Our diesel tank – Ariel is hull #7 – is located in the port cockpit locker on a shelf at the forward end of the locker. Contrary to what is printed in the CD manual, Ariel’s diesel tank was 30 gallons, not 43. It was made out of 5052 1/8″ aluminum and secured to the forward locker bulkhead with two aluminum straps. I discovered the leak in the old tank when one of the marina yard workers hollered at me for pumping diesel on the ground during my spring commissioning. Naturally, I told him he was crazy and that there wasn’t anything in the bilge but a little water. I was wrong.
After I confirmed the location of the leaks, I used a reciprocating saw to cut the tank into four sections small enough to fit through the cockpit locker opening. The original tank was 14″ wide and the locker opening is 12.5″ so there was no way to get it out in one piece. The cause of the leak was pitting in the bottom of the old tank that had eventually worked its way through, presumably caused by condensation over the years (yes, we have a fuel/water separator and do our best to keep our tank clean and full). Essentially the tank had weeped diesel onto the shelf on which it was mounted for part of the winter months, eventually dumping about 5 gallons of fuel into the bilge.
I seemed to recall reading about CD owners who cut their cockpit locker opening to fit a new tank, but I was not at all interested in that route, so I designed a tank that would drop through the opening and still provide a reasonable amount of fuel. I drew up a design and sent it to Luther’s. I requested an additional port to accommodate the fuel polishing circuit, which Luther’s added without charge. I also did my best to locate the fittings as close to their original locations so I could drop the tank in and reconnect things without having to make modifications. All three of the fuel fittings have draw tubes to minimize the chance of introducing air into the fuel pickup.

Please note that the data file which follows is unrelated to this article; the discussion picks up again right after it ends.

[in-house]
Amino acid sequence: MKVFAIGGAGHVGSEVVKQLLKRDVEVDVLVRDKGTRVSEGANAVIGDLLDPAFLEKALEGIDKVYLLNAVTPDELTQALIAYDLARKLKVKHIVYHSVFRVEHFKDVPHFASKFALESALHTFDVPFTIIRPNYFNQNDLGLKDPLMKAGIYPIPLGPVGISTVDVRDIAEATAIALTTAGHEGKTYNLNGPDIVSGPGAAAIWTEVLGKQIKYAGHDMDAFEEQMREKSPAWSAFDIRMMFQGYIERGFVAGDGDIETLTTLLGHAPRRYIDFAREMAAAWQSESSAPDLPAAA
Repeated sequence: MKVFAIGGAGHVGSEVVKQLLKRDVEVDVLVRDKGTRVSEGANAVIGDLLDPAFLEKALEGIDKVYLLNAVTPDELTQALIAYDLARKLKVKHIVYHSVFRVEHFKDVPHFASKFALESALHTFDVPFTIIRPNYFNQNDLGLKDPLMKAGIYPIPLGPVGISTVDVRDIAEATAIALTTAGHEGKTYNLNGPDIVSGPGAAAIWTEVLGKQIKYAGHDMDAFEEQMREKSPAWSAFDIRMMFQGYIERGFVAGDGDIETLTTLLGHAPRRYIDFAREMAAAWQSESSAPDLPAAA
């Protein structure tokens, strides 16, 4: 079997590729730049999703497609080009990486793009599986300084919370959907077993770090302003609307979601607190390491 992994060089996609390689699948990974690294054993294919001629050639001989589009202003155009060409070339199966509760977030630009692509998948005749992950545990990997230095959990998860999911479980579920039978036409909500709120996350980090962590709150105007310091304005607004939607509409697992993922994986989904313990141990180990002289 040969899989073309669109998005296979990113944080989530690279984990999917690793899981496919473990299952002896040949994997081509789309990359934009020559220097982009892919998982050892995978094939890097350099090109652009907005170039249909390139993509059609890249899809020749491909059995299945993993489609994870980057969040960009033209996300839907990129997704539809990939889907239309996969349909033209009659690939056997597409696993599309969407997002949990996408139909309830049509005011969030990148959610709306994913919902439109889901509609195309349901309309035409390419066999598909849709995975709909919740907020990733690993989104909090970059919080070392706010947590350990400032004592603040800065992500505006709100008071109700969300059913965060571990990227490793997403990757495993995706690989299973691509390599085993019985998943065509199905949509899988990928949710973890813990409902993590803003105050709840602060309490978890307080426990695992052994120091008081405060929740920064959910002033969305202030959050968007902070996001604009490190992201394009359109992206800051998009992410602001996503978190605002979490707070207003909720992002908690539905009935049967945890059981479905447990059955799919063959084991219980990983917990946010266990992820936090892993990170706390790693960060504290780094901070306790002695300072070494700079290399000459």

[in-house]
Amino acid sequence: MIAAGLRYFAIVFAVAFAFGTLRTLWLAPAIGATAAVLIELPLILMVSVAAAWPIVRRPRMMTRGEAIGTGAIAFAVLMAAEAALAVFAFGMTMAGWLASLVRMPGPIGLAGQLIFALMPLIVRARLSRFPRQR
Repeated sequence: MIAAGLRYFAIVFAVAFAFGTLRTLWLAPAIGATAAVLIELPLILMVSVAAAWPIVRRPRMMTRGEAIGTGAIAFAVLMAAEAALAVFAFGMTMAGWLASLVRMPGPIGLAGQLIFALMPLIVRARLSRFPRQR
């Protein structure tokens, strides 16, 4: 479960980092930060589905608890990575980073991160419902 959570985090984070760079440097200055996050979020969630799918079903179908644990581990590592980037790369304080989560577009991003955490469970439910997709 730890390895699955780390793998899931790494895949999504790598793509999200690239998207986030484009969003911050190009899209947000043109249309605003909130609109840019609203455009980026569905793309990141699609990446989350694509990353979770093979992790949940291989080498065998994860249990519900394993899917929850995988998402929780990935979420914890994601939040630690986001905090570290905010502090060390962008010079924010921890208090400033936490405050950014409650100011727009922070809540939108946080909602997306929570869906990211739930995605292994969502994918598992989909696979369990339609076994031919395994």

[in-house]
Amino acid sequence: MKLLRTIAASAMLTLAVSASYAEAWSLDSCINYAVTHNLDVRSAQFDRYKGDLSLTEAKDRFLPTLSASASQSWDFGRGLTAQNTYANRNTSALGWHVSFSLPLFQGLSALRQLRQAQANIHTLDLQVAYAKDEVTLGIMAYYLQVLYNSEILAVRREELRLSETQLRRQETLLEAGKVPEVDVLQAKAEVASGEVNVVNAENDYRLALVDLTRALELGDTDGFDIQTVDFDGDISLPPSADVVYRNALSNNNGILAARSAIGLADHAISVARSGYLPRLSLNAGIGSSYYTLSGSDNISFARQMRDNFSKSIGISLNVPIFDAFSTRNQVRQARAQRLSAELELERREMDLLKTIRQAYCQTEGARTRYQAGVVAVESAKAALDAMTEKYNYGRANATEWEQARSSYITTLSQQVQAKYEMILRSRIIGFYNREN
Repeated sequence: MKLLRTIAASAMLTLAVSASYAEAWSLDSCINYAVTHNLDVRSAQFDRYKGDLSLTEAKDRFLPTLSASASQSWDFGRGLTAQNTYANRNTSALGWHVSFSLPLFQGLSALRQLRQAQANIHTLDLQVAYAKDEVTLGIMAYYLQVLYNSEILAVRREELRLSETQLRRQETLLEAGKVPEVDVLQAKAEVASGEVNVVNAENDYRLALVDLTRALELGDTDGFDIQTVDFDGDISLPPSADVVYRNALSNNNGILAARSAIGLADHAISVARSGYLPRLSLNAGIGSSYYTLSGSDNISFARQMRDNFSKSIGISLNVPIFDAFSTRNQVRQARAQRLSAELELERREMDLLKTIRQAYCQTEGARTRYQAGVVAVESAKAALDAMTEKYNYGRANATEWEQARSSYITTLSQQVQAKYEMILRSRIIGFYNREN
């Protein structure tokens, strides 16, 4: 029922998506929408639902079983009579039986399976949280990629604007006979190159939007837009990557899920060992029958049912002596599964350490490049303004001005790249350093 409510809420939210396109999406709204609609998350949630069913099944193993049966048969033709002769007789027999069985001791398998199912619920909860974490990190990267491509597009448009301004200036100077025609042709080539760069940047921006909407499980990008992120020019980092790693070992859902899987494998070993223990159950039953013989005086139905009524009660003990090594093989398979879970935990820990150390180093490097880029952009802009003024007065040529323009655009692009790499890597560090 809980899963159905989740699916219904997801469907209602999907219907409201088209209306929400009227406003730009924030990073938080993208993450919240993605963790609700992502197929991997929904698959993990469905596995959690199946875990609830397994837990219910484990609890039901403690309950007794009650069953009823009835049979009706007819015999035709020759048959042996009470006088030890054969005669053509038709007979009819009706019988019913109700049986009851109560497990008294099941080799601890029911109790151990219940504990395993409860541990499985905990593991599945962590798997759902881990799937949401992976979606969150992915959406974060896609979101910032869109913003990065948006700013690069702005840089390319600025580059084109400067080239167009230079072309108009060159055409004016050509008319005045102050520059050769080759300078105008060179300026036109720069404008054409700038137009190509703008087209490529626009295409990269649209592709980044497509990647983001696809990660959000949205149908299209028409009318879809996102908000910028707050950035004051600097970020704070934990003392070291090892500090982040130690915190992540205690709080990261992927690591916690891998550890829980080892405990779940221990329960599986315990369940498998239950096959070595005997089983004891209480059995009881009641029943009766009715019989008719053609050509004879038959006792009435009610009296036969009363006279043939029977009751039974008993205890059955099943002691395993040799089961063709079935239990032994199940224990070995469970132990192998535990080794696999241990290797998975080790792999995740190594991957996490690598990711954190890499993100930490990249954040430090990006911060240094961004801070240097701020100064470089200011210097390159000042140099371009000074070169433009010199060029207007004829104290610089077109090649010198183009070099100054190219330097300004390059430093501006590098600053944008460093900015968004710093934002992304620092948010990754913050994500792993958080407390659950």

When I installed the new tank my initial plan was to reuse the aluminum straps that secured the old tank by adding shims to account for the narrower dimensions. I quickly scrapped that idea and bought 1/8″ flat aluminum strapping and bent up two straps that conformed to the new tank width.
The new tank is 24 gallons, which is plenty for Lake Michigan. I dropped it in and plumbed it in a couple hours. It was necessary to move the exhaust hose temporarily from the inboard side of the cockpit locker in order to make room for the tank to slide in. I’m very pleased with the quality and finish. It matches my supplied dimensions exactly.